In this article, we want to highlight some packages and tools we use in our team to set up a new python microservice. Python has a great community that provides many tools and packages. This improves our development experience a lot, but choosing the right tool or package for your service isn't always easy. That's why we want to highlight what we use in our team.
List of tools that we use in our machine learning team to kickstart python services.
- pyenv: python version management
- poetry: python packaging and dependency management
- FastAPI: web framework with async support
- pydantic: type and data validation for python
- SQLAlchemy: ORM for SQL databases
- structlog: structured logging for python
- black: opinionated python code formatter
- flake8: tool to check python code style and quality
- mypy: static typing for python
- interrogate: Docstring coverage
- pre-commit: framework for managing and executing pre-commit hooks
If your python journey started as mine did, you installed packages in your system python. Then after resetting your broken OS, you learned about virtual environments and used those. This works fine until you want to start a new project on python 3.10, but still have an old project that runs on 3.7 and you don't have time to migrate it.
This is where pyenv comes into play. It's a great tool to manage python versions. After setting it up, installing and using a new python version is as easy as this:
# install a new version
pyenv install 3.10.6
# use it in this shell
pyenv shell 3.10.6
# set it as your global python version
pyenv global 3.10.6
# or as a default in the current directory
pyenv local 3.10.6
You can have as many python versions as you need and if you, by chance, break any of them you can easily do a clean install.
poetry is our tool of choice for dependency management and virtual environments. It's easy to use, has a great dependency resolver, and comes with built-in virtual environments.
There are a lot of web frameworks in python to choose from. We went with FastAPI because of its minimal approach and support for concurrency. It also automatically generates OpenAPI documentation. FastAPI is based on Starlette and pydantic. While the first one provides most functionalities needed for a web framework, the latter introduces data validation to python.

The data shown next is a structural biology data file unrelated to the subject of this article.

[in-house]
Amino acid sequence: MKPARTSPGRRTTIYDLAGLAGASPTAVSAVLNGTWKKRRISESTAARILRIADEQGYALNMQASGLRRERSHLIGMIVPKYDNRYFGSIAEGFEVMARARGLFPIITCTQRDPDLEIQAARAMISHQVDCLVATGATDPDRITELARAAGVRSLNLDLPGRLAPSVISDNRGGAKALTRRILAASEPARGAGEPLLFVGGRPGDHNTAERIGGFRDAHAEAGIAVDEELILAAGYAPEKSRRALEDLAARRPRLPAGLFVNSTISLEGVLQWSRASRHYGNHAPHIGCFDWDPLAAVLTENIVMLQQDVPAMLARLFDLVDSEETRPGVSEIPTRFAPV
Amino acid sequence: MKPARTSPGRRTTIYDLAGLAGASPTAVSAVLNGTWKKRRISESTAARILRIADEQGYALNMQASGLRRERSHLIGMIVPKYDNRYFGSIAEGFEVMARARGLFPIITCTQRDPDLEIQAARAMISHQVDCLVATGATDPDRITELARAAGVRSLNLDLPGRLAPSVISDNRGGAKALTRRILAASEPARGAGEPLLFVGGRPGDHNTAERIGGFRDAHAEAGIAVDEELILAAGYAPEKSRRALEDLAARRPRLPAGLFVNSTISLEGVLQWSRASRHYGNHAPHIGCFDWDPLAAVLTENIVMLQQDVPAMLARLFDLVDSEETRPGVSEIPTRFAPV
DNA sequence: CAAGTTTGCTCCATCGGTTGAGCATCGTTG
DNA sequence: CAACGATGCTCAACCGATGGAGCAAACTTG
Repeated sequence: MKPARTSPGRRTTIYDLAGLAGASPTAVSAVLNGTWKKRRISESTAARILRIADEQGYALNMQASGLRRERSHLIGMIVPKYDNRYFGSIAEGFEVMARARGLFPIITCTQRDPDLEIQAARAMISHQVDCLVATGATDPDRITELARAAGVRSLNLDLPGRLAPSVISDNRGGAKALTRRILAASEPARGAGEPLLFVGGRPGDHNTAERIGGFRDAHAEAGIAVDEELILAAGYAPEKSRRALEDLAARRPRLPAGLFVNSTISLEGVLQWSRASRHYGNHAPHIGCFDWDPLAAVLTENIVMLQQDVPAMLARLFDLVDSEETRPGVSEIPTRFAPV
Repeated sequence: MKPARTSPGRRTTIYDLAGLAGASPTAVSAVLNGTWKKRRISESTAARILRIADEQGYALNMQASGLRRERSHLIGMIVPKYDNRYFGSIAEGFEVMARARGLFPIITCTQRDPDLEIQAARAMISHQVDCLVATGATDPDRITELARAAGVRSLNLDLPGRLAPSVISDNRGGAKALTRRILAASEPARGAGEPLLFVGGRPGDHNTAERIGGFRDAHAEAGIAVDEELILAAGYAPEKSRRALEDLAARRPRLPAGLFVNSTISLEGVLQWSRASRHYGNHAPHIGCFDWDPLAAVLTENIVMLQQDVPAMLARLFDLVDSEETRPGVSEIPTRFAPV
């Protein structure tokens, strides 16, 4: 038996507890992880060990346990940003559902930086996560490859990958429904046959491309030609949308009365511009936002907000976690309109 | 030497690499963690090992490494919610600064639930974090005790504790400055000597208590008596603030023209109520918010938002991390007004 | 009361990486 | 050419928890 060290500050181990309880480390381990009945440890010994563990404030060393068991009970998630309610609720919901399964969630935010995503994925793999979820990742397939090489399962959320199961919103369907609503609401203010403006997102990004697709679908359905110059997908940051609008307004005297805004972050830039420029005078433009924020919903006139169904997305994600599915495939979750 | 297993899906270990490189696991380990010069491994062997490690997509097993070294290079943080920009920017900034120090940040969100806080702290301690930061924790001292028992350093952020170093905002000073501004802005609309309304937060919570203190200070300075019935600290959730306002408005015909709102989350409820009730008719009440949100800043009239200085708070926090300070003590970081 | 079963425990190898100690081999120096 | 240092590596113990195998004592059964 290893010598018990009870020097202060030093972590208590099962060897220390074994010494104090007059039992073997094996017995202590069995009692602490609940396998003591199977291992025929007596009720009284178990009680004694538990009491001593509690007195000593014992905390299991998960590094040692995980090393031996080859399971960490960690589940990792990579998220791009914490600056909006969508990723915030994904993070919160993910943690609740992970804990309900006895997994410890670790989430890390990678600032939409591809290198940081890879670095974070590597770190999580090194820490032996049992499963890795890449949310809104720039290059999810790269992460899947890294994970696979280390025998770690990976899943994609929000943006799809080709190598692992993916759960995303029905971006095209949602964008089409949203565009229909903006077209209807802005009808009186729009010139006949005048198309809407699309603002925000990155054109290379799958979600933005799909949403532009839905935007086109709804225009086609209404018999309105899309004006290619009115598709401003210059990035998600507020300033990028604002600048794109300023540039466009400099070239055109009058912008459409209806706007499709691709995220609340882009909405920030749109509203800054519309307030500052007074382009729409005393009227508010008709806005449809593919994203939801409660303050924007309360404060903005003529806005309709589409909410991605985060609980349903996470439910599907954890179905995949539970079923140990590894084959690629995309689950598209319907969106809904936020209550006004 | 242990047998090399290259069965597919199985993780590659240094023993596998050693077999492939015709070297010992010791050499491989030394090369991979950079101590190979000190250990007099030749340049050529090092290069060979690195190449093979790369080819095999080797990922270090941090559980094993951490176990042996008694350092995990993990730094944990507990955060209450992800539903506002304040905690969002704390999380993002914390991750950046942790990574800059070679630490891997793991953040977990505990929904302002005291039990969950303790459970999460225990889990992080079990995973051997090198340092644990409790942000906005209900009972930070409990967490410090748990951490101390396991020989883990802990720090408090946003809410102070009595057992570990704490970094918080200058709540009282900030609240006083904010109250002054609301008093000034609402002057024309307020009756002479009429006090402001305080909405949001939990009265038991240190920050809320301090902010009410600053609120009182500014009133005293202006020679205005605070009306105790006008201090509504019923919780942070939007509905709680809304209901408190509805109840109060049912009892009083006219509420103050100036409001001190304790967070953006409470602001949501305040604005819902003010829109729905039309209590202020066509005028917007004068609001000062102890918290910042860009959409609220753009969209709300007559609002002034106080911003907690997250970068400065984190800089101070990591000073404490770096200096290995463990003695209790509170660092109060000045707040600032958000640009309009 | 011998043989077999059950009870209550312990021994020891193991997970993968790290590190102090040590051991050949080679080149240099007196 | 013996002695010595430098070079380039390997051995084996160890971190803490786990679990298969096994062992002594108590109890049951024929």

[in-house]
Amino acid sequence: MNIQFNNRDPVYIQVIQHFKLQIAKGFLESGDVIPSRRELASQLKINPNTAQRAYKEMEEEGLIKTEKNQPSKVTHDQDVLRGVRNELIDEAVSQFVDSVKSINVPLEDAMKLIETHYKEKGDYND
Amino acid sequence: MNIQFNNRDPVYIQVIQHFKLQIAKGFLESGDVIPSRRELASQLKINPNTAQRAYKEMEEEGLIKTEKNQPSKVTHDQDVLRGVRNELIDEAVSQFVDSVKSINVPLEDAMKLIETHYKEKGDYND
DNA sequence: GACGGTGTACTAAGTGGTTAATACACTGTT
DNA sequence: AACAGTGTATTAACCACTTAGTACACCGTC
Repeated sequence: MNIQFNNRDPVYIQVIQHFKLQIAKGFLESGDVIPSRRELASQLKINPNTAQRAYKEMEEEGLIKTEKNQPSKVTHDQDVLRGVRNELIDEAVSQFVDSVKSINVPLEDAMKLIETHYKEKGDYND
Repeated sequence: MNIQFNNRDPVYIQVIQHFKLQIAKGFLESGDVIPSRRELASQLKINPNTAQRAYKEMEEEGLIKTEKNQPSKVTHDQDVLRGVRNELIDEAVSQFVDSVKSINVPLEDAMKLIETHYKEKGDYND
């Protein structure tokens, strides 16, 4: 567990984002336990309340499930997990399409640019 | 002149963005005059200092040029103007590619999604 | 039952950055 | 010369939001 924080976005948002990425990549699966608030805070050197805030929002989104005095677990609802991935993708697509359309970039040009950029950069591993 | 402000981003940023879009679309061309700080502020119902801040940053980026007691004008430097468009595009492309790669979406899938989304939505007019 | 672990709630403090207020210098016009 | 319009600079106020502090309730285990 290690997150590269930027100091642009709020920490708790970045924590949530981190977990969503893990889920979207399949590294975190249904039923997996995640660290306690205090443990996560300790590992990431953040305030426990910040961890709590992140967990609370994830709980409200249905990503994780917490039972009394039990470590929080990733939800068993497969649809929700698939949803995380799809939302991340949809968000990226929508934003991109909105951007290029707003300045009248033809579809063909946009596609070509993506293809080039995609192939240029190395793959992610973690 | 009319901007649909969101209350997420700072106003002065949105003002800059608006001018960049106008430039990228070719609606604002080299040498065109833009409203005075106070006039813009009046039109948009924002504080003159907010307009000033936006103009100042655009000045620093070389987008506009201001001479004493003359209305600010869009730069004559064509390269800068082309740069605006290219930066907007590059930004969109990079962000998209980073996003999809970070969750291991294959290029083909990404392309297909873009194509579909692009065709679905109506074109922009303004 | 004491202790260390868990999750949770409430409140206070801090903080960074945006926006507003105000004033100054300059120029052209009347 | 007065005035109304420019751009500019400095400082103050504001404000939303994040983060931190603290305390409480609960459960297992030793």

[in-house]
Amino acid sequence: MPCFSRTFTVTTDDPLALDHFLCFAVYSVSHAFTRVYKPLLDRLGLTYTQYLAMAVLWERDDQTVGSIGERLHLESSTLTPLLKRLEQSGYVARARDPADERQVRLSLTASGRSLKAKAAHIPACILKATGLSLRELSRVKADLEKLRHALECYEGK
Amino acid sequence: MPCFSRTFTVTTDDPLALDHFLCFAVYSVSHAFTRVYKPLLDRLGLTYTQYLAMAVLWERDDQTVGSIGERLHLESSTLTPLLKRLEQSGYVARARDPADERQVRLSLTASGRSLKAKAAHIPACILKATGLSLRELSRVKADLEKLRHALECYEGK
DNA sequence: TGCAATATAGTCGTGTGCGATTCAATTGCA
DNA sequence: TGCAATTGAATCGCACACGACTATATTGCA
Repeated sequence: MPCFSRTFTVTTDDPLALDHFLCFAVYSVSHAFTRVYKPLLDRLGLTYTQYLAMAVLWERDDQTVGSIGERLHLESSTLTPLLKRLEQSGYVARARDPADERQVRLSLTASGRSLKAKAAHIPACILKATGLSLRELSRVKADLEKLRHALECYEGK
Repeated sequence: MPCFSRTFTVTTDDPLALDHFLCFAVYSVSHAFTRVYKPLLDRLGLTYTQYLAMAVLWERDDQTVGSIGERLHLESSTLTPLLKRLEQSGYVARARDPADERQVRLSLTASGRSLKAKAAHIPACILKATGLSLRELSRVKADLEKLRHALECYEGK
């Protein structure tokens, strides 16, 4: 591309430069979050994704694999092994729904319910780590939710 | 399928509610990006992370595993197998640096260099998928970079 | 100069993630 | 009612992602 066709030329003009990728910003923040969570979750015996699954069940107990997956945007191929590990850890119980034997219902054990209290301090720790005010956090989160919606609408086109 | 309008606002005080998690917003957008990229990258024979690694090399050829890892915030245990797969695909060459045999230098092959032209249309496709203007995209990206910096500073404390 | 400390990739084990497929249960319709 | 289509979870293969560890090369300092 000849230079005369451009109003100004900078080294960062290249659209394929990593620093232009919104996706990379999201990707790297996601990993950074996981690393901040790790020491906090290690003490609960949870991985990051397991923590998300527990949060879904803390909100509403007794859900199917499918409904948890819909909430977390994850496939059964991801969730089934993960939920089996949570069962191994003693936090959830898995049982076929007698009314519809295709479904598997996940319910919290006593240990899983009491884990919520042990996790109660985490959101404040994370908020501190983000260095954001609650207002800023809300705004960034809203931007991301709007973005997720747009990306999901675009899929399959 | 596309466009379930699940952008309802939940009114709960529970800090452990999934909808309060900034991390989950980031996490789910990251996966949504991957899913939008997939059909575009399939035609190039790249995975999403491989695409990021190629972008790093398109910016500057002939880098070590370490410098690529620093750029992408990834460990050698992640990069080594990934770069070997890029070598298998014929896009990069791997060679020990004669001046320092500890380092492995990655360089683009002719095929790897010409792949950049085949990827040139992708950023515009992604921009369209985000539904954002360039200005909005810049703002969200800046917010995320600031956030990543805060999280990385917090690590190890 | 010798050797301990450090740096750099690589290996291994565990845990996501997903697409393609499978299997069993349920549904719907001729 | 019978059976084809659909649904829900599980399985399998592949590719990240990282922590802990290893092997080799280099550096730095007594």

Here's a small example of how to define a pydantic class with data validation using typing and constraints. You can find a much more detailed tutorial in the pydantic documentation.
from pydantic import BaseModel, conint
from typing import Literal
# weight must be an int > 0
# type must be either "cat" or "dog"
pet_type: Literal["cat", "dog"]
FastAPI has great support for pydantic, you can define a POST endpoint using the
Pet class like this:
app = FastAPI()
async def create_pet(pet: Pet):
The request body for this endpoint then looks like this.
If you want to use snake_case in your python service, but the API interface should be in camelCase you can use this base class to automatically add a camelCase alias for every attribute.
from humps.main import camelize
from pydantic import BaseModel
alias_generator = camelize
allow_population_by_field_name = True
When we decided to embrace async as our default for all our microservices, SQLAlchemy did not support async sessions, so we had to try other solutions. ormar is a small ORM package with async support for Postgres. As it was still in early development when we gave it a shot, we switched to encode/databases and SQLAlchemy Core. With the release of version 1.4, SQLAlchemy added support for async sessions and we switched back to it as it's the most tried and tested ORM package for python.
The author of SQLAlchemy also wrote a database migration tool called alembic which we use to manage our database schemas.
To reduce boilerplate code, we tried out SQLAlchemys DeferredReflection feature. With this, you don't need to define columns for your database objects, but instead, load the information from the database at a later stage.
While you write less code, you also lose autocompletion and wonder why a table does not have a column, you know it should have because you forgot to reflect the table object.
That's why we decided to go back to defining columns in code after trying this once.
We opted for structlog to enforce structured logging. While you could also do that with the standard logging library, structlog is built for it and comes with great features, e.g. a context manager to bind variables. Using this manager every log message inside it also logs the bound variables.
>>> event='hi' b=2
We use several tools to enforce code quality.
- black: An opinionated code formatter, so we avoid arguing about trivia such as line length or single quotes vs double quotes.
- mypy: A static type checker. Enforcing type hints makes the code easier to understand and maintain. It also improves auto-completion and catches many possible bugs early.
- flake8: Our code linter of choice. Needs a few tweaks to work well with black.
- interrogate: The newest addition. It checks docstring coverage and fails if coverage is below a set threshold. We added this because we struggle to maintain good docstring coverage over time.
Our GitHub workflows ensure that we can only merge a pull request if the checks of all the above-mentioned tools pass. In addition, we also started using pre-commit to automatically run all checks before changes are pushed. We started with pre-commit hooks but found them too annoying. For us, pre-push hooks work great because we can keep commits small, but still, see if a check fails without looking at the pull request.
Examples of how we configured these tools can be found here.
While this list is not complete and we re-evaluate tools, when starting a new service, I hope this summary is a good base for your next new python service.
Published by Philipp Glock
Visit author page